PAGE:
Tuesday, December 26, 2017

O Christmas Tree

Christmas is the time of year when evergreen trees become special. Whether fresh cut, potted or artificial, decorated, they serve a different purpose. Besides making homes cheerier, they provide a festive atmosphere in stores and businesses.

The song, O Christmas Tree (or O Tannenbaum), written by Ernst Anschutz in 1824, praises the tree’s faithfulness for staying green and bringing us so much pleasure. It still does.

Themes, colors, shapes and purpose vary widely. I love the variety - modern, sleek trees, humorous themed trees and candlelit, historic trees. But we each seek our own design for our homes.

Birds sing on my Christmas tree, stars twinkle, friends and family members live on.

While decorating my Christmas tree I realized how much my collection of ornaments reflects my life. There are a few things from the tree my parents’ decorated when I was a kid, but they are so fragile, I don’t usually put them up any more.

I purchased many ornaments as souvenirs when my husband and I traveled.  Something small for the Christmas tree was much easier to carry home than a teapot or vase. I have a miniature stained glass of a volcano erupting in Hawaii; a streetcar from San Francisco; a miniature street scene from Charleston, SC;  a miniature beer stein from Germany;  Dutch wooden shoes from Amsterdam; Falling Water from Ohiopyle, PA; and a cowboy boot from Arizona; a ball from Southfork Ranch, Tx (Remember Dallas and Who Shot JR?)and a and ski-lift from Wisp and decorated ball of the historic train station from Garrett County, MD.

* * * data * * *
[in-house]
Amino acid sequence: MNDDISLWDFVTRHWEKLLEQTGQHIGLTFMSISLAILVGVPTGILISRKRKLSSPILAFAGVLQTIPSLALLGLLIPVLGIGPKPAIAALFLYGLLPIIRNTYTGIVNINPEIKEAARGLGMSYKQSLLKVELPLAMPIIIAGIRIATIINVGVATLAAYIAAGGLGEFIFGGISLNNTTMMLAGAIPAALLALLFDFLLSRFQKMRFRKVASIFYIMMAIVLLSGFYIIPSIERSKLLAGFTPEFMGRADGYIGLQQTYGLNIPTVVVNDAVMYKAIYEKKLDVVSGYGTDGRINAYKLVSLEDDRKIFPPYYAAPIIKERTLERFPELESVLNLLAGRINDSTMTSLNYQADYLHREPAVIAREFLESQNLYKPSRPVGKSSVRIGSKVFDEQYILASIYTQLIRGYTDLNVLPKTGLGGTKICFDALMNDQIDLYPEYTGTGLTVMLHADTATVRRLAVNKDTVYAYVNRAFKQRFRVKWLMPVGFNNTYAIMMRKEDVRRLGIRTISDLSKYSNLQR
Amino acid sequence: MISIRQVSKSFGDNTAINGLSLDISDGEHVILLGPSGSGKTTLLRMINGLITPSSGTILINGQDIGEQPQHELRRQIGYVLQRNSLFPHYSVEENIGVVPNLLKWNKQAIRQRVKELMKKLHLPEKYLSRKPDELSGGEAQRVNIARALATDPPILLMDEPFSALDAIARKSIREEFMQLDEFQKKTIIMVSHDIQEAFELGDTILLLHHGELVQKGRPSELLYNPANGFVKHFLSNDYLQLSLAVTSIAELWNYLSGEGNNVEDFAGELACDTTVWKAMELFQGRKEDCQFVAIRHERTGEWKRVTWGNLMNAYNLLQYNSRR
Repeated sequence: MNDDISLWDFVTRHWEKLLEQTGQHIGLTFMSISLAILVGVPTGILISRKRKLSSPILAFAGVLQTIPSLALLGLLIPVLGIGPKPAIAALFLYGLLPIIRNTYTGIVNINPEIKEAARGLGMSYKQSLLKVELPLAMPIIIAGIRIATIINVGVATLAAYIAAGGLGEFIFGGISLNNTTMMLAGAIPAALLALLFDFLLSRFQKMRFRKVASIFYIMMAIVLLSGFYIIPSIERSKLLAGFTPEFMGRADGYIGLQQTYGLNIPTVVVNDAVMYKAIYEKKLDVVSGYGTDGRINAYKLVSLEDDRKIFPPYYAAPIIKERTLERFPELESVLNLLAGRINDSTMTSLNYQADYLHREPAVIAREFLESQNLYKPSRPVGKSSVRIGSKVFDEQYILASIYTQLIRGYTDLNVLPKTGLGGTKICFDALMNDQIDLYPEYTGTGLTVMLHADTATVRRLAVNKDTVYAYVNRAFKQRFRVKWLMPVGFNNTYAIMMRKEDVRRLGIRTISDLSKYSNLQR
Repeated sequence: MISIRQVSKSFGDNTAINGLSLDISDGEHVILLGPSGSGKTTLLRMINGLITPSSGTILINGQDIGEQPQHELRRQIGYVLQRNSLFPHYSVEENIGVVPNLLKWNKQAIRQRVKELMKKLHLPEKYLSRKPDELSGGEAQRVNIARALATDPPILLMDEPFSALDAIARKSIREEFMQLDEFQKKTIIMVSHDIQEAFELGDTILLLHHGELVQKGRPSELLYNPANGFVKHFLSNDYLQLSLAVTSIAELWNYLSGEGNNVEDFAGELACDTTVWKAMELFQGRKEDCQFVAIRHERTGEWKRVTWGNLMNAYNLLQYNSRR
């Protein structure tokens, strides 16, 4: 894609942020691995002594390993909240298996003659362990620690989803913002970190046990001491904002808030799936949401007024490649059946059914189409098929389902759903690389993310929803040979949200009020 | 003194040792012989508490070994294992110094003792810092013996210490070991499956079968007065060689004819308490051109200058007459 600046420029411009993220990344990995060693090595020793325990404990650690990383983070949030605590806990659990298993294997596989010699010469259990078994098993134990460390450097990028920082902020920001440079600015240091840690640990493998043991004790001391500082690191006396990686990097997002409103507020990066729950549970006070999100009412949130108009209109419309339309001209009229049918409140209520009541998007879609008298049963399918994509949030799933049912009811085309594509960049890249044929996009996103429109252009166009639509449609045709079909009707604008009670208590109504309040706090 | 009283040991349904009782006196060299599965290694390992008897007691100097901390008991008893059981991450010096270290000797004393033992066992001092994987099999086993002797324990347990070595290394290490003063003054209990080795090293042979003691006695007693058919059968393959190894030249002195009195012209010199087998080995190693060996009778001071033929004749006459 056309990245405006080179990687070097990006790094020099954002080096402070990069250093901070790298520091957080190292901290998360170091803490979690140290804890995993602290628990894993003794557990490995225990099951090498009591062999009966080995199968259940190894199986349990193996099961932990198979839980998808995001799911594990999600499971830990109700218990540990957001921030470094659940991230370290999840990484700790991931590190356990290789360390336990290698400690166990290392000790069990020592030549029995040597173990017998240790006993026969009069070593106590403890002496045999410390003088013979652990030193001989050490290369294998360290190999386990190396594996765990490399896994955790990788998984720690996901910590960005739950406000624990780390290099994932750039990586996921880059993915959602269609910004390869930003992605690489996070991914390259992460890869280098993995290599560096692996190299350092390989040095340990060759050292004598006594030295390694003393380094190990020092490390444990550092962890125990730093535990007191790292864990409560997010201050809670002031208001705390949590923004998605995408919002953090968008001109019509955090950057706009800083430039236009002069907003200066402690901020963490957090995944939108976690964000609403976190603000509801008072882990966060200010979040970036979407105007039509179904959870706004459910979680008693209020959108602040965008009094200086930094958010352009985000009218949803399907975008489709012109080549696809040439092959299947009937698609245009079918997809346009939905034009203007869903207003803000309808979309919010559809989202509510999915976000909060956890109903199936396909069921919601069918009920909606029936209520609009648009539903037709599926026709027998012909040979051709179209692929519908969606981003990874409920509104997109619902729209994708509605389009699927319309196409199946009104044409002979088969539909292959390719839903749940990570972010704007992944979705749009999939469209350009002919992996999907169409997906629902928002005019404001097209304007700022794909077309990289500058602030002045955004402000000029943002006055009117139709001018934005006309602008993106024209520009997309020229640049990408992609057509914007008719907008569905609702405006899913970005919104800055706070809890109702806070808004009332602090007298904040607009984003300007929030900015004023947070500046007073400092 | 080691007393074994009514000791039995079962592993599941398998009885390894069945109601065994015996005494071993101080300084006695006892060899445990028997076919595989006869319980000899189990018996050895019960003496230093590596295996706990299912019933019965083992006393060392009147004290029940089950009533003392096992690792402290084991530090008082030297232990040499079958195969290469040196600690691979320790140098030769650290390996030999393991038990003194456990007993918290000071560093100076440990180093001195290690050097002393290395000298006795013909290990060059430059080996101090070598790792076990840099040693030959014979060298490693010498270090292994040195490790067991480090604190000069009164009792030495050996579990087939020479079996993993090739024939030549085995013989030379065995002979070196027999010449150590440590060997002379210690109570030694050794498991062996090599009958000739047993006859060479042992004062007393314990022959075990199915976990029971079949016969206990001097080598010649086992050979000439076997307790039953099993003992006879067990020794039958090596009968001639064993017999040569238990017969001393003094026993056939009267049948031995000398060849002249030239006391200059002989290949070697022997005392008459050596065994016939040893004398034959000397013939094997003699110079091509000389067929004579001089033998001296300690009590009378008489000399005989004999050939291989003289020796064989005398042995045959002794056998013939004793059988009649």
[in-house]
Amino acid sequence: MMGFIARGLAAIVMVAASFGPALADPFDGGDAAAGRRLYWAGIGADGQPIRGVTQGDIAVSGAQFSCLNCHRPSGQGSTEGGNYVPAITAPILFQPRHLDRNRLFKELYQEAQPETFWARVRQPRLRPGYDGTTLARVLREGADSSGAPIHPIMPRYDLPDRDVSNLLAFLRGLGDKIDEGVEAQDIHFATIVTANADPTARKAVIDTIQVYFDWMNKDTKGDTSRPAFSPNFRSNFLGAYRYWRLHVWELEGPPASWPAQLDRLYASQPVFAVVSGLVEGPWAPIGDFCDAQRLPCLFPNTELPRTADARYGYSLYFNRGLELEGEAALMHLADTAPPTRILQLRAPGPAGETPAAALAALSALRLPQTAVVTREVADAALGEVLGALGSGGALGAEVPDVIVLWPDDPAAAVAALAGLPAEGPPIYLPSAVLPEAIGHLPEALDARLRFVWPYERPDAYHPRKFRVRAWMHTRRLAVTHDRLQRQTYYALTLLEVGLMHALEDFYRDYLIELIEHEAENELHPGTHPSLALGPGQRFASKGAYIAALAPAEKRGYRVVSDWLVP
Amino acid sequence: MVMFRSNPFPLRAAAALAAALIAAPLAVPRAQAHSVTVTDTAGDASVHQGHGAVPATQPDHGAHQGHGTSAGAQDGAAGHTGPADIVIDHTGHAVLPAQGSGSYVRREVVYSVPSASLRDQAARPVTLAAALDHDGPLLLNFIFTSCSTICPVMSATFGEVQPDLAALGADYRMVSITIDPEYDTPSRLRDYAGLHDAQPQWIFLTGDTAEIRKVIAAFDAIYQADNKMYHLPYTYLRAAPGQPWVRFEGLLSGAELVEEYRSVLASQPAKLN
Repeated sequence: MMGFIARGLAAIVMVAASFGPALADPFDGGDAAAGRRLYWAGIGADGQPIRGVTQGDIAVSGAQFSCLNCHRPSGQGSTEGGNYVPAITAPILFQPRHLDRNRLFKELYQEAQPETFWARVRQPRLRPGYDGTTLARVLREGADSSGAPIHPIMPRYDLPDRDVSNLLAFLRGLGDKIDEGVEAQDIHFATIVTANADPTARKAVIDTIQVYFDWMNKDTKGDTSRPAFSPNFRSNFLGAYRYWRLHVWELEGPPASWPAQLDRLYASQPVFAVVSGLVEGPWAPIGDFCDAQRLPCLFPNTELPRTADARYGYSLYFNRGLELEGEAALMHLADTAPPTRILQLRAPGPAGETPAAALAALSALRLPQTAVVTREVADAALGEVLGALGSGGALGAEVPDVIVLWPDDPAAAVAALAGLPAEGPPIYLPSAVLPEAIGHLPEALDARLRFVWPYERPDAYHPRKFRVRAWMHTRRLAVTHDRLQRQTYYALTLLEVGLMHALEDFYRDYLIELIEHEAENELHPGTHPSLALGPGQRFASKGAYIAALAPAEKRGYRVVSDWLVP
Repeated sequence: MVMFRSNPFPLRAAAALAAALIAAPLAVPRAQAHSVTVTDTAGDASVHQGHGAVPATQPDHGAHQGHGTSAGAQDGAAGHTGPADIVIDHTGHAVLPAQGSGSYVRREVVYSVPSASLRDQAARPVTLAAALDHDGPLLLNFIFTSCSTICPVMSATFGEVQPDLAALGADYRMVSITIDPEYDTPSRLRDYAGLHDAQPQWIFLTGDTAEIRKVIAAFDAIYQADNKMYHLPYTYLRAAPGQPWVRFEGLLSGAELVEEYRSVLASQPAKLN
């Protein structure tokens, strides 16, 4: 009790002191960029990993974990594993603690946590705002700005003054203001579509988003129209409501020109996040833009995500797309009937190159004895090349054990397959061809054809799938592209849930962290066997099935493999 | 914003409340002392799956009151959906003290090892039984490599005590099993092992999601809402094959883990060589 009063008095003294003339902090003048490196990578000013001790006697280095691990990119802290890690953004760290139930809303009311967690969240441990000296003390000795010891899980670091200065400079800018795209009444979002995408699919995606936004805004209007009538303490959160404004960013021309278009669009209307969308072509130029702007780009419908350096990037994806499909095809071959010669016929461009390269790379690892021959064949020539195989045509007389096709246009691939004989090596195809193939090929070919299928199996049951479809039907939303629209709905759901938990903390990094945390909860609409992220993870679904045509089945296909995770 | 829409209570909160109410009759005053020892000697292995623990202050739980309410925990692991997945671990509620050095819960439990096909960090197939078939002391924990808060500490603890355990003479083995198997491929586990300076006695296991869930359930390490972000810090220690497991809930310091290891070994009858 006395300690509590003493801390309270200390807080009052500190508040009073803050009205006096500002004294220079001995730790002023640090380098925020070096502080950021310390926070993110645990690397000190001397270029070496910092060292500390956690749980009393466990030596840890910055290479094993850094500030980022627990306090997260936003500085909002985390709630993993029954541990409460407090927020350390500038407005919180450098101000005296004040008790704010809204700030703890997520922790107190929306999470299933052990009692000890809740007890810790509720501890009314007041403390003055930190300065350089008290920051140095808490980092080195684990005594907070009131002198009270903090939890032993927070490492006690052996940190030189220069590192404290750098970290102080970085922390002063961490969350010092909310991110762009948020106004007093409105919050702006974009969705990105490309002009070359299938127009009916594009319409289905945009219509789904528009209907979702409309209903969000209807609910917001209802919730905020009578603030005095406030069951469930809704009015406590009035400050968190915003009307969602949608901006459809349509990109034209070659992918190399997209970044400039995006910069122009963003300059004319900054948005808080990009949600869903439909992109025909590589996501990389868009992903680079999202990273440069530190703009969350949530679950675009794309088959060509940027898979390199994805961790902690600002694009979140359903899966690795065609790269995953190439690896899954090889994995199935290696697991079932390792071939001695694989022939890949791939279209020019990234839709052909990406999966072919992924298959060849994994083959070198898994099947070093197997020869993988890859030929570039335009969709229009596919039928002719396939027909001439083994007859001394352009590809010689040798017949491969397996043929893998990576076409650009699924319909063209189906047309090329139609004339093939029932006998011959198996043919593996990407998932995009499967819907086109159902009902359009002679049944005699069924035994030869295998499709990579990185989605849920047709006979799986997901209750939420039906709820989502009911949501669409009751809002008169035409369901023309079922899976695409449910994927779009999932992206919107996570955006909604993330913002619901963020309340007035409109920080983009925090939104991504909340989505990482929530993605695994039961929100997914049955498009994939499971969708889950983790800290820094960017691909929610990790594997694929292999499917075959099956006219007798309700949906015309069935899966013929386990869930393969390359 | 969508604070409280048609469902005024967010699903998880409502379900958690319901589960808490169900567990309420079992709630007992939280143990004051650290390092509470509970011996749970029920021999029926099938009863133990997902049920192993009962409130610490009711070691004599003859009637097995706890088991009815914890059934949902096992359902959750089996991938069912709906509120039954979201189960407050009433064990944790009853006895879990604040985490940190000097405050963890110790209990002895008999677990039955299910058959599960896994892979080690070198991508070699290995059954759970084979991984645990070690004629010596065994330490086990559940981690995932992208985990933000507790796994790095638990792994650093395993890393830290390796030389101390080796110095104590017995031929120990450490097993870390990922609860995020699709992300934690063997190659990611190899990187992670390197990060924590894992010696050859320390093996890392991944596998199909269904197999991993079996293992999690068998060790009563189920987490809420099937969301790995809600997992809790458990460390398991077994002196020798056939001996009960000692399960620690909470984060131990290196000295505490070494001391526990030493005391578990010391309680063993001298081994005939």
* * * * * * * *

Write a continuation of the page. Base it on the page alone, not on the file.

Some reflect our average life, such as books, cats, dogs, goats, peacocks, horses, cars airplanes, nativity scenes and picture ornaments. Our children are there as redheaded Cabbage Patch ornaments, Raggedy Ann and Andy, children riding horses, Big Wheels, bicycles, ballet slippers, Barbie, and a computer.

I also honor other people I care about and keep those who are gone alive on my tree. There is a fire truck for Uncle Ted and his family, a sewing machine for Aunt Mil and Aunt Mary, a cake for Aunt Dot, an airplane for Aunt Marty and Uncle Otts, a personalized stork for my niece’s children,  a soldier and patriotic items for Dad and Mom, a rose for my mother-in-law, a guitar and soccer ball for my son-in-law, footballs for my father and brothers, a book and teapot for Betty, a postman for Ron and many more for family and friends.

I still have some handmade ornaments from my children, the Prunty children and Hailey Stivers; painted oyster shells from Leanne Englar and delicate eggshells from my brother John.

When my children were very young, I set up a tree in the basement that they could decorate with their handmade ornaments and cheap giveaway ornaments I didn't want to use on the main tree. I still have some of them. Now they are sentimental.

I enjoy seeing themed trees in public displays and in other homes, such as all blue and silver ornaments, cartoon characters, ribbons or dolls. If I were wealthy, I would have differently decorated trees in each room. But since I am not, I love my personal tree.

Like my writing, it helps keep family and friends alive.

Let me know if you have a special theme for your Christmas tree or an unusual tradition. Enjoy the season and have a wonderful New Year.


Thanks for joining me and feel free to share your thoughts.